Baby Plants

I have a grandson who is stationed in Hawaii and he sent me three tiny orchids (Catt, Den, Phal) in 2" pots. What should I do now, repot them? Catherine A.
Things could be worse. Be thankful that he didn't send you lava rock from a nearby volcano. According to Hawaiian folklore, the recipient is cursed for life by Madame Pele, the Goddess of Fire. Each year, tourists take thousands of 'souvenirs' from Mauna Loa only to return them with forgiveness letters following dreadful events in their lives.
'Tiny orchids in 2" pots' pose a challenge for any horticulturalist who, realistically, is facing a 3 to 5 year project. These exotic toddlers are so slow growing that progress is not noticeable for months at a time. The initial goal has to be just keeping the plants alive.
To complicate matters, there are three different kinds of orchids and each has specific growing conditions. The temperatures are the same for all, but the potting media and light levels are not.
It is entirely possible that the plants can stay in their little pots for a few more years. It is easy to tell if they have outgrown their pots - the newest pseudo-bulbs are over the edge and the expected new roots will not be able to direct themselves into the media. If re-potting is necessary, always use the smallest pot (preferably clay) that the roots will fit into. Young orchids dry out quickly so it is important to be vigilant about prompt watering.

What type of greenhouse would you recommend for orchids? We were thinking of building a simple glass structure using sliding doors and sky lights. Marshall N.
You know you're addicted when...your orchid collection has gotten so large that a greenhouse is required. Don't feel bad though. There are many others in the area that are also in the late stages of this 'illness'. Help is on the way.
As long as there are no local zoning regulations regarding the construction of such buildings, then there are two major options: Greenhouse and Sunroom.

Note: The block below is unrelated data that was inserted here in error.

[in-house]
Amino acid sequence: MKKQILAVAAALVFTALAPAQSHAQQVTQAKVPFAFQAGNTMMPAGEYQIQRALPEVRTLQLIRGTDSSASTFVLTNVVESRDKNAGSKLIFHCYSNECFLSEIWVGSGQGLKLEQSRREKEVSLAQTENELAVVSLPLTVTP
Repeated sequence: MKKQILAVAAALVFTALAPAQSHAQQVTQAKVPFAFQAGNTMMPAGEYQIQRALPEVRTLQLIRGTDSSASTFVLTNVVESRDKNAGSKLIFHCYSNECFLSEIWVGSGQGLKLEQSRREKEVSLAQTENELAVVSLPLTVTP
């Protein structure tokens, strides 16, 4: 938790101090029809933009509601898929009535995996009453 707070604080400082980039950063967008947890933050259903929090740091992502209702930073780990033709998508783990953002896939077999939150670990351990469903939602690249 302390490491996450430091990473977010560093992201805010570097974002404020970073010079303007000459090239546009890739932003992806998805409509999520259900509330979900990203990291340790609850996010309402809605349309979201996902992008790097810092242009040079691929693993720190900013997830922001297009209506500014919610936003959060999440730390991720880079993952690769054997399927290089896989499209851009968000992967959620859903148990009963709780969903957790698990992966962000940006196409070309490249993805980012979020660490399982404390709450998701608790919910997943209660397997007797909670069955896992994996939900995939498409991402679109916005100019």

Greenhouses are designed for plants only - as many as will fit, usually grown on benches. There are hoses and a potting area and gravel floors, fans, heaters. Sunrooms allow for co-habitation of plants and people. There might be wicker furniture, fluffy pillows, a nice carpet. Plants are plentiful but not in the way.
Both growing areas are best enjoyed attached to the south facing sides of houses so that the owners can walk freely in and out of the structure even in the dead of winter. The warm buoyant air on sunny days will flow into the house adding new life to the residence.
The solar orientation of the structure dictates which kind of orchids can be grown inside. North facing receive little or no direct sunlight so only low light plants will do well there - Paphiopedilums and Phalaenopsis. South facing opens up more orchid options including the intermediate light loving Cattleyas, Dendrobiums, and Oncidiums. Possibilities also exist for the tricky Cymbidiums and Vandas.
Generally, one evaluates their orchid collection's culture needs and weighs those against the feasible orientation of the structure and their pocketbook.

I am unsure about watering cattleyas. I understand that they need to dry out between waterings, but how dry is dry? John B.
It takes years of experience to know exactly when and how to water an orchid - my father has been pondering this issue since 1945. A grower takes into account the season, time of day, outside weather conditions, type and age of the plant, type and age of the potting medium, pot material, genus, hybrid or species, variety, spacing on the bench, and other random factors too numerous to mention.
That being said, Cattleyas, aka 'Queen of the Orchids', are tolerant of less-than-perfect care because they have water storing pseudo-bulbs and can miss a day or two of watering. The rule of thumb is 'thoroughly drench when the medium is no longer slightly damp'.

Friday, December 1, 2006 - 18:00